More than 1,200 years ago, an ancient society settled in the San Juan Basin of what eventually became New Mexico. They built great houses and other expansive structures out of mortar and stone, becoming home to thousands of indigenous Pueblo people.
Some of the ruins of this ancient architecture are preserved by Chaco Culture National Park in northwest New Mexico and provide a glimpse into the 1,000-year-old culture. But the anthropological resources of Chaco Canyon extend well beyond the park’s gates, and are being overtaken by concrete, oil pads and derricks – the effects of an oil and natural gas boom.
The infrastructure is encroaching on, and in many cases destroying, these ancient relics, largely because no one knows the exact locations of primitive landscapes and roads.
With the help of NASA, University of Nebraska-Lincoln anthropologist Carrie Heitman and graduate student Sean Field are building a network of digital maps, or a Geographic Information System, that will plot all known Chaco cultural resources in the Southwest region, specifically where the corners of Utah, Arizona, New Mexico and Colorado meet.
This digital geographical record of prehistoric buildings, roads and landmarks is helping to inform the federal Bureau of Land Management on decisions regarding land leases for oil and gas development – and also protect Chaco sites.
“The impact we’ve seen from oil and gas infrastructure is very real and it’s already well under way,” Heitman said. “In working with the agency, and looking at the maps they had, it became clear that they had imperfect data.”
Heitman has focused much of her anthropological expertise on further understanding the Chaco culture, including direction of the Chaco Research Archive. Several years ago, under Heitman’s leadership at Nebraska, and with a collaboration with Milda Vaitkus at the university’s Center for Advanced Land Management Information Technologies, a comprehensive database of known Chacoan great houses throughout the San Juan Basin was started. Field advanced that research, using previously published maps to add roads as a new data layer within the GIS.
The National Park Service, which funded Heitman’s work on the great house database, forwarded the Chaco Canyon project to the NASA Develop program. The NASA Develop program uses NASA’s previous Earth observations – everything from thermal imaging of land to satellite photographs – to address environment and policy concerns.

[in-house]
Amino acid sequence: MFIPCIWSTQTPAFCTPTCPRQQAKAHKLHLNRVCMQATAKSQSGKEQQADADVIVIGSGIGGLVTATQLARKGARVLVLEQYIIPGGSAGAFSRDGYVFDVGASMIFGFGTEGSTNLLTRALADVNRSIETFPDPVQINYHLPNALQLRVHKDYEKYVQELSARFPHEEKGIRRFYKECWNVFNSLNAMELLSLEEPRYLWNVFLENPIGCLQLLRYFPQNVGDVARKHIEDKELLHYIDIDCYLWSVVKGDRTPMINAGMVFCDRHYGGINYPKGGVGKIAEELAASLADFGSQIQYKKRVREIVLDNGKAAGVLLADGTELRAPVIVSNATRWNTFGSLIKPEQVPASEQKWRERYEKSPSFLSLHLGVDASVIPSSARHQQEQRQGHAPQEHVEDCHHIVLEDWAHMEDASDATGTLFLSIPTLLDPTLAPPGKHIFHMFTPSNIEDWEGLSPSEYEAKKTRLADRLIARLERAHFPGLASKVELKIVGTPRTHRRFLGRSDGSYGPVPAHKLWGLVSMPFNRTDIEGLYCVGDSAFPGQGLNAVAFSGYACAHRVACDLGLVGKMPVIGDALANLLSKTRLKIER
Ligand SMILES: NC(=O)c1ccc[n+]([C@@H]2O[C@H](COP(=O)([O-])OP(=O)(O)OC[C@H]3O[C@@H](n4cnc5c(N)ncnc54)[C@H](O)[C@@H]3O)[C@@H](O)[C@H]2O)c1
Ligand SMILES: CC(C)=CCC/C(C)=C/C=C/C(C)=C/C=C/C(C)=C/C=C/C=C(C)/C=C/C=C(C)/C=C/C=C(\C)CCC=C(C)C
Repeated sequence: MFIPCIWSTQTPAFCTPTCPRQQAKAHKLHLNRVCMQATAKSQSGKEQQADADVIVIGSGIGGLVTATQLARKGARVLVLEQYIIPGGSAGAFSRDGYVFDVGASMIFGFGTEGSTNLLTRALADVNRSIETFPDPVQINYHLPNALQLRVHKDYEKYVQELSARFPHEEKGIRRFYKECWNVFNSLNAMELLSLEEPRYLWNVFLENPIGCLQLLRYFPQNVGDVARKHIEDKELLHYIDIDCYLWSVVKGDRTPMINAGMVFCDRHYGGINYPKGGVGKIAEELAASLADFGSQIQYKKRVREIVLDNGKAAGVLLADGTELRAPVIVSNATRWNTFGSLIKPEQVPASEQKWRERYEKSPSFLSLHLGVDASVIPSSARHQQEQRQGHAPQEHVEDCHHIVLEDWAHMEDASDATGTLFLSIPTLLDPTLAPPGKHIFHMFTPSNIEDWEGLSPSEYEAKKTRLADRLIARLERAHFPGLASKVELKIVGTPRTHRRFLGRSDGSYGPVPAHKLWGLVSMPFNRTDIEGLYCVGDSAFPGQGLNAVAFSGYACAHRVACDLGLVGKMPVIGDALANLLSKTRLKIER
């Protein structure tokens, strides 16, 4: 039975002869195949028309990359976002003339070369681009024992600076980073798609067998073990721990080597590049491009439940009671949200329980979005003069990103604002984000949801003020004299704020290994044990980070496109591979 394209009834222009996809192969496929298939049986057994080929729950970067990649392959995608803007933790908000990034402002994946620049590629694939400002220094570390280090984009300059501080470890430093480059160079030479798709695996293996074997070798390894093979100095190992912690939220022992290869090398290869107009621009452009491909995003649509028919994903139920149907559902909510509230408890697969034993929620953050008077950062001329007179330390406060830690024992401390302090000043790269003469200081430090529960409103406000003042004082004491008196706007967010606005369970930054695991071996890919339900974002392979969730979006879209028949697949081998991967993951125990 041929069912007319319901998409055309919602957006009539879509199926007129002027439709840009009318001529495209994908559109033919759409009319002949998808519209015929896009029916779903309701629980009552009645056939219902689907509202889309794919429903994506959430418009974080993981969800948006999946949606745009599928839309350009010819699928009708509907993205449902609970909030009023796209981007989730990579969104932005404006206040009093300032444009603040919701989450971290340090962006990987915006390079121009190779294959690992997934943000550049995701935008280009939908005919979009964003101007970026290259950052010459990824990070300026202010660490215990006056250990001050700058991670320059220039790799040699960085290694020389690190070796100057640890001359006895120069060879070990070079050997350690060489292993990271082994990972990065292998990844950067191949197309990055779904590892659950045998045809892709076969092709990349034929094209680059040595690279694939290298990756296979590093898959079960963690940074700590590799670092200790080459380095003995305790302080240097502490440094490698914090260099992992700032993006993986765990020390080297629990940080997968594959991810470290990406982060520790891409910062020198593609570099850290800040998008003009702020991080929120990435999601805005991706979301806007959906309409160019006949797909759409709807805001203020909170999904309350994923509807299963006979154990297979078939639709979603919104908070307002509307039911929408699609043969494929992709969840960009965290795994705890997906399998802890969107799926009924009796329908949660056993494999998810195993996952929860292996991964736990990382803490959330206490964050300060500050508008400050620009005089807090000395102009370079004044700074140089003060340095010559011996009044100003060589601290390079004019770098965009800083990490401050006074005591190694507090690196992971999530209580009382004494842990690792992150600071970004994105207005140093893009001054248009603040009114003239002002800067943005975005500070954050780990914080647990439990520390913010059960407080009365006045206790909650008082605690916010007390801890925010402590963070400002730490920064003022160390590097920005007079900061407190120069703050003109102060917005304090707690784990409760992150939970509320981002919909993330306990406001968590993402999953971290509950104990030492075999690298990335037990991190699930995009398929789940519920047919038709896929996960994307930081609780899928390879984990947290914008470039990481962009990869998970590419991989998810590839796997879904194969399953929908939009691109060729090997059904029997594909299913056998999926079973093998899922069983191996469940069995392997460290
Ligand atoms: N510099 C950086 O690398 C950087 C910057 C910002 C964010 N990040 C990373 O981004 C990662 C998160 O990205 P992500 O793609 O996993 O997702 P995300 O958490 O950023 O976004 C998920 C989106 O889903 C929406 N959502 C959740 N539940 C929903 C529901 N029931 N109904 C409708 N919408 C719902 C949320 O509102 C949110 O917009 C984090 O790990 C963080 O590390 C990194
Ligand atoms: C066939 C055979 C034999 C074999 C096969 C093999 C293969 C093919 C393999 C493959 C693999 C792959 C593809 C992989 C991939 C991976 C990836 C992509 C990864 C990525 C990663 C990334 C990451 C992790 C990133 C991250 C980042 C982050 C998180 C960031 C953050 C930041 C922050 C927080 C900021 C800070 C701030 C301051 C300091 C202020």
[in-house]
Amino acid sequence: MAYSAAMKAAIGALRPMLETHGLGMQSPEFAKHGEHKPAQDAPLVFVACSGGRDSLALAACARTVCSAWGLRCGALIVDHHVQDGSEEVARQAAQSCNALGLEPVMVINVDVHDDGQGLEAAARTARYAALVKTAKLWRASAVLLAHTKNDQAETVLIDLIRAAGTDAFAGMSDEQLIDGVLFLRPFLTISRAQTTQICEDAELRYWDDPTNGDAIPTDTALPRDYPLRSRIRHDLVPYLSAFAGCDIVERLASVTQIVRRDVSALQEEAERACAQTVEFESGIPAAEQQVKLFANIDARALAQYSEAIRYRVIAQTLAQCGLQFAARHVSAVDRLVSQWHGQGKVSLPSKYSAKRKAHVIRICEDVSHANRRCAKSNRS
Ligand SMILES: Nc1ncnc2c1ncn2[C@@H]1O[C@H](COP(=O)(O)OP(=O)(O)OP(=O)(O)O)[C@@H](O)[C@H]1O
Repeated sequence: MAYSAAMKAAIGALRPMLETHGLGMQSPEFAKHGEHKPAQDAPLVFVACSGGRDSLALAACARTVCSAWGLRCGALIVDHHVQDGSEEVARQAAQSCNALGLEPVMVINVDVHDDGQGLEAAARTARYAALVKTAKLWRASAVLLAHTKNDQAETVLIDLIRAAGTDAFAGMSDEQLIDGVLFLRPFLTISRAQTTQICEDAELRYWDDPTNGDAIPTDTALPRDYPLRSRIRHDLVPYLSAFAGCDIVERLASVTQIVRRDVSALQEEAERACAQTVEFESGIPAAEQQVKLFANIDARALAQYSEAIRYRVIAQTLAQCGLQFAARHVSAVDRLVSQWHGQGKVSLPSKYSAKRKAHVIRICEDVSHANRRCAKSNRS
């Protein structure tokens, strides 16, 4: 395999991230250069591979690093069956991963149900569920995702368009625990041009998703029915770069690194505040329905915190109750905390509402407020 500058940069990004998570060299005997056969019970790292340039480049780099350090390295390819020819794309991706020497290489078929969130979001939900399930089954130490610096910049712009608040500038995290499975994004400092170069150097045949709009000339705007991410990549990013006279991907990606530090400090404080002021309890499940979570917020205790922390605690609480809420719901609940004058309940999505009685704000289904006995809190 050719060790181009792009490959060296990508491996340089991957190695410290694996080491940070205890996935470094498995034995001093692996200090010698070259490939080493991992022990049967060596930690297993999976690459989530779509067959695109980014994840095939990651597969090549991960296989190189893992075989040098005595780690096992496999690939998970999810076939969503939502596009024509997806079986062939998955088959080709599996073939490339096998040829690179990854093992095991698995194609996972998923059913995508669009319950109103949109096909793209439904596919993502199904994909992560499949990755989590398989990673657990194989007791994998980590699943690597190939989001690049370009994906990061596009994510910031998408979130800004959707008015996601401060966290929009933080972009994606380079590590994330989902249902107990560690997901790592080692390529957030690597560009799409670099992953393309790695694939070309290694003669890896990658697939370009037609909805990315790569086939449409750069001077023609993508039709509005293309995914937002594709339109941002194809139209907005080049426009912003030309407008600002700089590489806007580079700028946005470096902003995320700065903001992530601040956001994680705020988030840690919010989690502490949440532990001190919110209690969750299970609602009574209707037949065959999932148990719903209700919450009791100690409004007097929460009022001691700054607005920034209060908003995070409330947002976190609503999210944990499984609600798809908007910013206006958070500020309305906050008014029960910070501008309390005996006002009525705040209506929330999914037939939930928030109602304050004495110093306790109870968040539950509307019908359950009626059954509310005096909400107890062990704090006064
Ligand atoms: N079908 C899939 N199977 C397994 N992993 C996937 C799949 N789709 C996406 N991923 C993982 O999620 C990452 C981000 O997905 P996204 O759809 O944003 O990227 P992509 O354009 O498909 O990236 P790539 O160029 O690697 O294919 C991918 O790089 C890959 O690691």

“We pointed out to the NASA team that our prior work with the great house and roads data would provide the necessary foundation for their study,” Heitman said. “By starting there, and adding in the NASA data sources, we could go from the known to the unknown and they could start looking for undiscovered roads.”
The NASA Develop team spent six weeks on the project, and used data from thermal soil imaging, which measures the heat index of the ground; hyper-spectral data, which uses the reflection of light to create images; and Google Earth to examine about 4,600 square miles. It was determined that of the 123 known Chacoan great houses, 44 are at high risk for disturbance by encroaching oil and gas harvesting and storage facilities and concrete roads. About a dozen possible road and landscape sites previously unknown to scholars were also recorded.
“They saw anomalies that hadn’t previously been documented,” Heitman said. “We would have to go out and actually do some further testing to determine if those are true archaeological deposits, but it is really promising.”
With the possibility of finding more cultural resources in the area and the emergence of newer technologies, Heitman said the NASA Develop project is interested in furthering Chaco Canyon exploration in 2017. Newer NASA data that is higher in resolution also will be available soon, and that adds more possibilities for the Develop team.
“We have a really clear path forward, and our hope is that we will continue this project during the spring 2017 NASA Develop term,” Heitman said.
Working with the NASA Develop project is just one piece of the puzzle to help preserve as much of the ruins as possible, which are important to understanding our collective pasts, she said.
“This is all part of our shared cultural patrimony, of all the people who have lived in North America,” Heitman said. “It’s important to know about the past, about what came before.
“It’s complicated to find a balance between developing for the future and protecting our collective past, but we owe it to everybody to have the most complete information to make the best decisions we can,” she said.